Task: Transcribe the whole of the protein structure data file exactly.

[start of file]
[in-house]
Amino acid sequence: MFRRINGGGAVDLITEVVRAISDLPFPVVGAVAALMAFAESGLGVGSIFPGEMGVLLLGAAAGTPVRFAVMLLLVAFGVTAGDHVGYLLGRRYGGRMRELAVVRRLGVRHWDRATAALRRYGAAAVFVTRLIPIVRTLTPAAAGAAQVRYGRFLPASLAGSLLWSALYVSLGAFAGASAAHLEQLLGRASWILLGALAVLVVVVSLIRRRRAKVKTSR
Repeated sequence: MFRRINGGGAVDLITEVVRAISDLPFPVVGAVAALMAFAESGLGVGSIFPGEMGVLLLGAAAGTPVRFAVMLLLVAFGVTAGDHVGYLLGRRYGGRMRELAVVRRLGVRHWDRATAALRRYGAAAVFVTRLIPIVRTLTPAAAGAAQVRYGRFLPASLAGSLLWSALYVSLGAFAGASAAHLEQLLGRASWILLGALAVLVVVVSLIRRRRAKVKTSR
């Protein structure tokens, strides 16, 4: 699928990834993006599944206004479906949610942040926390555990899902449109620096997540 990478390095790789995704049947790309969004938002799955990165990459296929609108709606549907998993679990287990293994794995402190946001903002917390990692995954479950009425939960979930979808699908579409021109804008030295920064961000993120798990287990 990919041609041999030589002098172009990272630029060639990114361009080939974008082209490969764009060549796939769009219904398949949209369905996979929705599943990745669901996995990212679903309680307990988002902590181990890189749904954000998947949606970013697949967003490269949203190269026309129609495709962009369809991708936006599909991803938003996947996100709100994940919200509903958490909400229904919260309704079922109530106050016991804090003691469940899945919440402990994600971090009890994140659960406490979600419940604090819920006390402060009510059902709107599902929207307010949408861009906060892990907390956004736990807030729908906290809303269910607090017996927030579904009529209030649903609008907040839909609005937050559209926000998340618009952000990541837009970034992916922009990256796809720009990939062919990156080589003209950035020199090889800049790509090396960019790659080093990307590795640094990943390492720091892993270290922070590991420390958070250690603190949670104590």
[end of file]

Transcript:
[in-house]
Amino acid sequence: MFRRINGGGAVDLITEVVRAISDLPFPVVGAVAALMAFAESGLGVGSIFPGEMGVLLLGAAAGTPVRFAVMLLLVAFGVTAGDHVGYLLGRRYGGRMRELAVVRRLGVRHWDRATAALRRYGAAAVFVTRLIPIVRTLTPAAAGAAQVRYGRFLPASLAGSLLWSALYVSLGAFAGASAAHLEQLLGRASWILLGALAVLVVVVSLIRRRRAKVKTSR
Repeated sequence: MFRRINGGGAVDLITEVVRAISDLPFPVVGAVAALMAFAESGLGVGSIFPGEMGVLLLGAAAGTPVRFAVMLLLVAFGVTAGDHVGYLLGRRYGGRMRELAVVRRLGVRHWDRATAALRRYGAAAVFVTRLIPIVRTLTPAAAGAAQVRYGRFLPASLAGSLLWSALYVSLGAFAGASAAHLEQLLGRASWILLGALAVLVVVVSLIRRRRAKVKTSR
């Protein structure tokens, strides 16, 4: 699928990834993006599944206004479906949610942040926390555990899902449109620096997540 990478390095790789995704049947790309969004938002799955990165990459296929609108709606549907998993679990287990293994794995402190946001903002917390990692995954479950009425939960979930979808699908579409021109804008030295920064961000993120798990287990 990919041609041999030589002098172009990272630029060639990114361009080939974008082209490969764009060549796939769009219904398949949209369905996979929705599943990745669901996995990212679903309680307990988002902590181990890189749904954000998947949606970013697949967003490269949203190269026309129609495709962009369809991708936006599909991803938003996947996100709100994940919200509903958490909400229904919260309704079922109530106050016991804090003691469940899945919440402990994600971090009890994140659960406490979600419940604090819920006390402060009510059902709107599902929207307010949408861009906060892990907390956004736990807030729908906290809303269910607090017996927030579904009529209030649903609008907040839909609005937050559209926000998340618009952000990541837009970034992916922009990256796809720009990939062919990156080589003209950035020199090889800049790509090396960019790659080093990307590795640094990943390492720091892993270290922070590991420390958070250690603190949670104590």